How To : Installing Intel Processors into LGA sockets

Over the years, microprocessors have been installed onto common motherboards in basically two ways. Sockets and slots. Even if they’ve been soldered onto the board, it was still soldered onto a socket or slot.

Intel has recently made a lot of changes to its socket design for its processors to fit in. While AMD still uses the Zero Insertion Force Pin Grid Array style of socket for its processors to sit in, Intel has made some changes.

Normally in a PGA (Pin Grid Array), ┬áthe bottom of the processor has pins that stick out (male connection) that fit in the holes in the socket (female connection). The grid and the processor are arranged in such a way that the processor can only fit one specific way, so you can’t install it backwards or anything.

This actually caused problems because sometimes the pins would bent or even break and then you couldn’t get it on anyways. The slot method was more preferred because of this. However slots have their own issues, or they would have replaced sockets altogether.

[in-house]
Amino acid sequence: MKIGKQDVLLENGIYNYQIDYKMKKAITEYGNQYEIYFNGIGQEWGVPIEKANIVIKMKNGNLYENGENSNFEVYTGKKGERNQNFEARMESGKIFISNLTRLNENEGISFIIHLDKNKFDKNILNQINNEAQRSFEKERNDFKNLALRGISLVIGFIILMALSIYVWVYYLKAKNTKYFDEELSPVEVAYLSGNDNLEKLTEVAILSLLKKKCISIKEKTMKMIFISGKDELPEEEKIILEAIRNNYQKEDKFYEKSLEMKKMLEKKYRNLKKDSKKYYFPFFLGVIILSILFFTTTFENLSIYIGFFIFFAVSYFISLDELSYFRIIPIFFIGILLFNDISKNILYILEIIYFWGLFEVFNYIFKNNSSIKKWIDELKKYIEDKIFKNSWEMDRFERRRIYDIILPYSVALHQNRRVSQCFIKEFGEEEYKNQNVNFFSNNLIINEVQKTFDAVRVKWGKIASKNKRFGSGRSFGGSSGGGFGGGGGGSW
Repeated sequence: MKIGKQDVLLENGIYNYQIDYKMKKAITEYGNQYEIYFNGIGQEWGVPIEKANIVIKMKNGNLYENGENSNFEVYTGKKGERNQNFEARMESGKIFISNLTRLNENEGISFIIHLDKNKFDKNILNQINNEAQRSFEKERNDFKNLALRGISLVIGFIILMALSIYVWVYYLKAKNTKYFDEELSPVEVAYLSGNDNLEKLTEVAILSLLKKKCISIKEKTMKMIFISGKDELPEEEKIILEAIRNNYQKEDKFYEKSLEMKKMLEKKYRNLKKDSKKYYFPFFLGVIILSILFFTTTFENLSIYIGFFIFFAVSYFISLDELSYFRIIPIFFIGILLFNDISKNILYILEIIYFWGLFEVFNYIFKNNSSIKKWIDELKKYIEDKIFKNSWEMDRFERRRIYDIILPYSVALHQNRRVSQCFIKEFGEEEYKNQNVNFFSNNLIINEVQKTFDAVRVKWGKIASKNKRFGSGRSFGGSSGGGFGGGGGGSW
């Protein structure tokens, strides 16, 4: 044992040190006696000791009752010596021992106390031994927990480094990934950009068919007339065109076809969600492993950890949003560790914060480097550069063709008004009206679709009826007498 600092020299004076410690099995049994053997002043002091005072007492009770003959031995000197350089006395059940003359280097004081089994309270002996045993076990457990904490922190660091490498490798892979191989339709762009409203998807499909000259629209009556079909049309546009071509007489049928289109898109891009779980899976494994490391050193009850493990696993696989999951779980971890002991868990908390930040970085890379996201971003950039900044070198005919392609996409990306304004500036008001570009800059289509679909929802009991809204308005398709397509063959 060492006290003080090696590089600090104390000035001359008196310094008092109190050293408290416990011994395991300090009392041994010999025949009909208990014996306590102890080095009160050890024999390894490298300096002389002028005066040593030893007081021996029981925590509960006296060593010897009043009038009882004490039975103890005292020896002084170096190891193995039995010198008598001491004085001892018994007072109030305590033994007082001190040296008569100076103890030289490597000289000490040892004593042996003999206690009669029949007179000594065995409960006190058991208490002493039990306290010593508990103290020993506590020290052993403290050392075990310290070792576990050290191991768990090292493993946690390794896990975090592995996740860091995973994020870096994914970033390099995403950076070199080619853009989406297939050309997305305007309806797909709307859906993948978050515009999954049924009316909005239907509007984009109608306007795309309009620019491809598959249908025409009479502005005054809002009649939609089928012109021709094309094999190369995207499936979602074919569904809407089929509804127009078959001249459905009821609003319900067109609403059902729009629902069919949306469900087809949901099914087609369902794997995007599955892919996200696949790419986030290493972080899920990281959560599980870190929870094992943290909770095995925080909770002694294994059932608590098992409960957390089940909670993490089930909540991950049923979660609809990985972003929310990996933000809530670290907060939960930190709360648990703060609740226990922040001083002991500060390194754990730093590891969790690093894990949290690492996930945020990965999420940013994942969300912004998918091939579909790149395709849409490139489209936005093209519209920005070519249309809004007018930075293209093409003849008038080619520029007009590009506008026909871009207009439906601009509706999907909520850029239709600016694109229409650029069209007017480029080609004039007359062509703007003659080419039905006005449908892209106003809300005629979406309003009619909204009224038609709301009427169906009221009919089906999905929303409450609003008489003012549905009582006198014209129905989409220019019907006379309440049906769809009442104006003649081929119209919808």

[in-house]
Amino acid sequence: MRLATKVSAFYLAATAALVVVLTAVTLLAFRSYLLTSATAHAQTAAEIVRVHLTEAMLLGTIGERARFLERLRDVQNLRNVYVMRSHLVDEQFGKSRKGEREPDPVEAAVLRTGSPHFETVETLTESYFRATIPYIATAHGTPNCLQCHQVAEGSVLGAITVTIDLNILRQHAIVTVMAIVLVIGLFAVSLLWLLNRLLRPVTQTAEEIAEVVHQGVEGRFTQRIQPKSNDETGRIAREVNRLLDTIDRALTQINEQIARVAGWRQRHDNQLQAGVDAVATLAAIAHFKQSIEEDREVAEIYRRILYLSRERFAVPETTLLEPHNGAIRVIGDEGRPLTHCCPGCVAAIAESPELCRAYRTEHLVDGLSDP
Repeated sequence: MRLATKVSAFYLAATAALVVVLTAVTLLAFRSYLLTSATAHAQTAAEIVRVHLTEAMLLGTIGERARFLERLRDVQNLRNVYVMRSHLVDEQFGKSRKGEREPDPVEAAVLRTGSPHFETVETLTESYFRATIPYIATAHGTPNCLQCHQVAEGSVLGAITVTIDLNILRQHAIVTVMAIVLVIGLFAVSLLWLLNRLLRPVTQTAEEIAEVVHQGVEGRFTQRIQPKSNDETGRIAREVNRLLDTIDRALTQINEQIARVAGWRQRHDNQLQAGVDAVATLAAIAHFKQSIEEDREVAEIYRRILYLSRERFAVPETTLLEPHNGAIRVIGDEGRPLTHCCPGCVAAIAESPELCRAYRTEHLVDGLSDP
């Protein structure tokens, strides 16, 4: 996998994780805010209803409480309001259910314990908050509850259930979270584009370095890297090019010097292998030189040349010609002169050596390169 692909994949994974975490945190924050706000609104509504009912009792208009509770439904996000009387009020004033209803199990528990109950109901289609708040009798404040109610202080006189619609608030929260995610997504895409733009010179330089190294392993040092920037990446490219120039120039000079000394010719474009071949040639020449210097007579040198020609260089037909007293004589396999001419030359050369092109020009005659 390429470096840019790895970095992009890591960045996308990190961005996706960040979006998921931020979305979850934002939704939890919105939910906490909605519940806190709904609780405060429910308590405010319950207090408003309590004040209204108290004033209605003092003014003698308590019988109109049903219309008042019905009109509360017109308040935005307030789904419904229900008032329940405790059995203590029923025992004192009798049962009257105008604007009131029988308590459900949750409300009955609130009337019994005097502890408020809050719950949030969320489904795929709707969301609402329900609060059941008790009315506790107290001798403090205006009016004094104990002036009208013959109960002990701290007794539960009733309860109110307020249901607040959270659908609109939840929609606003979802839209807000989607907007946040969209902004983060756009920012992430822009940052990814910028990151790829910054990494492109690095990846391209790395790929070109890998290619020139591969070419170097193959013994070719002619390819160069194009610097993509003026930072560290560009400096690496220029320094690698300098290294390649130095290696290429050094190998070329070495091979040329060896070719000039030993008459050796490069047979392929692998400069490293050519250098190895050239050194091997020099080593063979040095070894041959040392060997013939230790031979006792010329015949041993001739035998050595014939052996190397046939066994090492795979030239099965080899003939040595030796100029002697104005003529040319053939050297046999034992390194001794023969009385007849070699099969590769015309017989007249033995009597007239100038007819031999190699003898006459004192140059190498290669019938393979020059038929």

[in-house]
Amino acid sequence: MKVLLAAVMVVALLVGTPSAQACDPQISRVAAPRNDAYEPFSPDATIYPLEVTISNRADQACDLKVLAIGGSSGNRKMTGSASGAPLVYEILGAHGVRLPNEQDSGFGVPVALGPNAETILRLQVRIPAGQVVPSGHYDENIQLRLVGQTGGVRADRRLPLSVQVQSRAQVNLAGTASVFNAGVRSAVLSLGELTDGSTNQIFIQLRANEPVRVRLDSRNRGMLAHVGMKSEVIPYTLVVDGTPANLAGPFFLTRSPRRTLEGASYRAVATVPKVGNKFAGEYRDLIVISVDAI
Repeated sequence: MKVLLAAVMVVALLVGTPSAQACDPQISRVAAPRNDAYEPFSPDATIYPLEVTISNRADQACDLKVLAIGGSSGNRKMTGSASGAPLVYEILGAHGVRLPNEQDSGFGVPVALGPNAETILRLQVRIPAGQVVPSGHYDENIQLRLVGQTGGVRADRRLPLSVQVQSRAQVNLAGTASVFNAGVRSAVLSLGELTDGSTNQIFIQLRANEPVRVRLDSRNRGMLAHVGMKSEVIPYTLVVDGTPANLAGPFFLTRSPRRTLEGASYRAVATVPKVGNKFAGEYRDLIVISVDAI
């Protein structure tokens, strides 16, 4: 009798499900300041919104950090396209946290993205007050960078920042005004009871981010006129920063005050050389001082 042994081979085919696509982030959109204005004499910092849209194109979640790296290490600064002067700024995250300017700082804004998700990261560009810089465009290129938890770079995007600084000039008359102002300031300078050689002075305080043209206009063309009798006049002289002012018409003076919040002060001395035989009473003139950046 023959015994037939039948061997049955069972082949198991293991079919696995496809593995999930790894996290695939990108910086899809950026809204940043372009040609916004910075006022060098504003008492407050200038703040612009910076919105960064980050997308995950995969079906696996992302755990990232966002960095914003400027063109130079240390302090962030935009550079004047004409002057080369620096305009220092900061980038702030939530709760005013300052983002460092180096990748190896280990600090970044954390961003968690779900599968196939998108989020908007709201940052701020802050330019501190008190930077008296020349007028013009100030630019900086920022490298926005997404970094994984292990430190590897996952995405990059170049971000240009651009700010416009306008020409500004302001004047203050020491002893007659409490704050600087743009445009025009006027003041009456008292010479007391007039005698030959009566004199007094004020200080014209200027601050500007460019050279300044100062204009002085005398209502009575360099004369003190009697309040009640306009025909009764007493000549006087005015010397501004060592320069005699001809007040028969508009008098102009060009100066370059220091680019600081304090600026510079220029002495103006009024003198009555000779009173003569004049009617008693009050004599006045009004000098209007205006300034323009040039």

Well, Intel decided to get rid of the pins underneath the processor and have contacts instead. You can see these contacts with Core 1xx series. These processors must fit on a socket designed for them. The Land Grid Array socket style.

Intel has made installation of its processors fairly more simple since the PGA style of the clamp down heat sink and fan. Which required the user to use his own tool, a screwdriver to pull the latch down so that the heat sink and fan component were securely fastened to the motherboard.

I must give Intel credit. Any company to improve the design of their hardware, making it easier, or cheaper, or more convenient gets points from me.

So the LGA style socket is pretty much as easy as it comes to install. Simply open up the lid on the socket on the motherboard and slide the processor inside and close the lid and push the ZIF latch down. That easy.

They make the stock heat sink and fan easy as well. Decide how you’re going to plug it into the power connection on the motherboard and line up the four screws to the mounting bracket on the motherboard and simply twist them to secure them.

If you’ve ever installed other style socket processors you’ll know what a pain they can be sometimes.

PGA for example with the screwdriver latch. Though is not such a big deal, I must admit, the LGA sockets are much easier by comparison.

Here’s a video example:

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